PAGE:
AMMAN (Reuters) - The discovery of the ruins of old Roman baths during the construction of a major drainage system in the heart of Jordan’s capital has posed a dilemma: how to preserve the country’s ancient past while providing for its modern future?
A government committee set up two weeks ago is expected to decide soon on whether to expand excavations at the site or go ahead with an underground canal that would divert flood water that descends on Amman from the surrounding hills.
Remnants of furnaces are a sign of an elaborate heating system which archaeologists believe is the first such discovery among the remains of the ancient city of Philadelphia on which Amman was built.
“We will balance the needs of the city - to protect it from flooding - to preserving antiquities under the streets,” said Yazid Elayan, head of Jordan’s Department of Antiquities.
“Amman was one of the biggest Roman cities and it has one of the largest baths ... Wherever one excavates in Amman, antiquities can be found,” he told Reuters.
The work on the drainage system has been suspended while the decision is made.
Amman is an old city where many symbols of Roman civilisation are still visible, from the Amphitheatre that seated 6,000 spectators to the Nymphaeum fountains and the Hercules temple on one of Amman’s highest hills.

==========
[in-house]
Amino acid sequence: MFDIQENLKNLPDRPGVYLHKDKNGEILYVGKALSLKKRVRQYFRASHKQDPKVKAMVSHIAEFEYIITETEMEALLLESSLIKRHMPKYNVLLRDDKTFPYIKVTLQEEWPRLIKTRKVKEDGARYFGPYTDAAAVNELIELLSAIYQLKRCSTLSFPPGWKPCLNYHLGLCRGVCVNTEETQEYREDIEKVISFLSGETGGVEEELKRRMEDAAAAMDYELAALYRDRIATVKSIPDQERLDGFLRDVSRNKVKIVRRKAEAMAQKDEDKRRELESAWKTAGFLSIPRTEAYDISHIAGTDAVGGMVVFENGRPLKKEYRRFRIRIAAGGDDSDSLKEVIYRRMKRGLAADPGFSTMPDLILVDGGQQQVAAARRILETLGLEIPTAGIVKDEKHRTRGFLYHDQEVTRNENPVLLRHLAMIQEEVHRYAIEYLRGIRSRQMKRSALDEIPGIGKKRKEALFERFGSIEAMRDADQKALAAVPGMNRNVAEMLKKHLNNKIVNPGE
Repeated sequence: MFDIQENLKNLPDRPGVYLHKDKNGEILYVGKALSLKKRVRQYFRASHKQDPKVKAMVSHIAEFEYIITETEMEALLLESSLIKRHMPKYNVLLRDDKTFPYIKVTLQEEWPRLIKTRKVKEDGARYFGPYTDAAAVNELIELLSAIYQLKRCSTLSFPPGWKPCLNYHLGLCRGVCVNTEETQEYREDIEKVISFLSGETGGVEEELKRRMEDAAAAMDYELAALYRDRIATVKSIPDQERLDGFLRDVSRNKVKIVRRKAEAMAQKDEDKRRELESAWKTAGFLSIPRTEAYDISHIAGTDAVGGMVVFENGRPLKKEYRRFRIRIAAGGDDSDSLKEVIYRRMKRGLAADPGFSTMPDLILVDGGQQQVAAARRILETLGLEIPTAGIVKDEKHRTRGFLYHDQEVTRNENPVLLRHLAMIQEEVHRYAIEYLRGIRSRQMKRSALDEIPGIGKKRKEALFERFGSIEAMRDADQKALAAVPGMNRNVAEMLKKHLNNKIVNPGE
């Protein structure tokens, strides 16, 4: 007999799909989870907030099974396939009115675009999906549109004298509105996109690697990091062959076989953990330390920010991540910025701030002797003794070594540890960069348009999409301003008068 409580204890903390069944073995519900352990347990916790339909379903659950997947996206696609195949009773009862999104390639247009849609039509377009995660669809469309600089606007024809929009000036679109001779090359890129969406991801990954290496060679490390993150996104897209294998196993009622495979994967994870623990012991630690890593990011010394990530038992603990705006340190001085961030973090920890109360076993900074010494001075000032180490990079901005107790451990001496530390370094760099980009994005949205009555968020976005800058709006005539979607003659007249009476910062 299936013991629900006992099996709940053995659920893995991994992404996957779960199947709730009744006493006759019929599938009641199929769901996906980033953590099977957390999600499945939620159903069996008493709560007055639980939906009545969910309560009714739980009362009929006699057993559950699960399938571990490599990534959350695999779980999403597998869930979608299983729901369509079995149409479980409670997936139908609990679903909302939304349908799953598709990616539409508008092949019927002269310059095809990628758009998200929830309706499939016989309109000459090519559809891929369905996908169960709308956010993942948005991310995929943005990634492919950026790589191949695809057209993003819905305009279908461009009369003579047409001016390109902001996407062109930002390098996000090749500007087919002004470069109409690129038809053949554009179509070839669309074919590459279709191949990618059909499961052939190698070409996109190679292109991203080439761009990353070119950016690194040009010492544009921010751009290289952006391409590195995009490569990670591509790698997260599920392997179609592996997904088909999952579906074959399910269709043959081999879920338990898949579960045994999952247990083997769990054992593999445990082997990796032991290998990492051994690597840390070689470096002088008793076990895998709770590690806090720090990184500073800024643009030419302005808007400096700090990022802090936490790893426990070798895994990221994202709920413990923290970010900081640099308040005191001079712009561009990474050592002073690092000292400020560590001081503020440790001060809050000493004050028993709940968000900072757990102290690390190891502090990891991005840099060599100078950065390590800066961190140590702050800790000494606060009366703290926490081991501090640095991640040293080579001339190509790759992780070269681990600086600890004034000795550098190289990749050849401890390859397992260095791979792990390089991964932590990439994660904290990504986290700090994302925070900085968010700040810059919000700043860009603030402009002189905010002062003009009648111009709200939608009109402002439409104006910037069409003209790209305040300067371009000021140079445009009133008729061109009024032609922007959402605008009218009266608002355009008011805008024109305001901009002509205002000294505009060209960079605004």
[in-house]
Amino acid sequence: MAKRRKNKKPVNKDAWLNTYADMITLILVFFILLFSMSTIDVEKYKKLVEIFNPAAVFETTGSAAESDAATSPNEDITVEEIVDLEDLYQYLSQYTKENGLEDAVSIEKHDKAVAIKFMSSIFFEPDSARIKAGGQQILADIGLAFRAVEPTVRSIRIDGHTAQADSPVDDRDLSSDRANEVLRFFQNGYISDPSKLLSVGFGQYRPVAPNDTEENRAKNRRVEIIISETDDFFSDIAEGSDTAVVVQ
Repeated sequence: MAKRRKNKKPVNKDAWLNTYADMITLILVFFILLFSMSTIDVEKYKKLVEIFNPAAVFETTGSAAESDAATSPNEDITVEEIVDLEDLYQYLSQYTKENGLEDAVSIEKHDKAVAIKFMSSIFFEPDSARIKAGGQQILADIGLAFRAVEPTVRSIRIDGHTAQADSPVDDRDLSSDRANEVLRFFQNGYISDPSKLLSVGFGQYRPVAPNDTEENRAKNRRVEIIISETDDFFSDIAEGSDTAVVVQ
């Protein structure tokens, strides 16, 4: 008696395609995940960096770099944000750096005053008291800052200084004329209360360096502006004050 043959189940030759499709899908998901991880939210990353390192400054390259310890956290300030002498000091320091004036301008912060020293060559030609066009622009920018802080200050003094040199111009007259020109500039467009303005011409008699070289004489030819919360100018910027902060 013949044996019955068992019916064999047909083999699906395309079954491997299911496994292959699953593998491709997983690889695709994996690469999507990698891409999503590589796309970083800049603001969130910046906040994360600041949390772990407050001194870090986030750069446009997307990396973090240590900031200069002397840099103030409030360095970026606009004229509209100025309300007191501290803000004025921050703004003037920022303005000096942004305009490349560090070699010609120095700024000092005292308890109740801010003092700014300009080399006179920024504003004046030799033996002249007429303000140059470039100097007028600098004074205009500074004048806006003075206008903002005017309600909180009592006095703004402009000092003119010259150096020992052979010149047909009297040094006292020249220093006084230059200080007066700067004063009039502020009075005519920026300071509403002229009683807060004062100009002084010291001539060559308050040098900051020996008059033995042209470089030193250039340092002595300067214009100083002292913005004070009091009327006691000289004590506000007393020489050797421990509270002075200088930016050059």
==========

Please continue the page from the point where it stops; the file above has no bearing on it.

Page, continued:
Worsening infrastructure and haphazard urban planning have plagued the sprawling city of four million people built on layers of ancient civilisations spanning the Ammonites, Moabites, Romans, Greeks and the Islamic period.
Municipality officials have already expressed concern that delaying the drainage project could raise water levels in central Amman and again flood it during the winter.
Amman has seen rapid growth in the last few decades as a result of waves of refugees from the Arab-Israel conflicts and regional turmoil that transformed it from a sleepy city to one of the Middle East’s largest urban centres.
Reporting by Suleiman Al-Khalidi; Editing by Mike Collett-White
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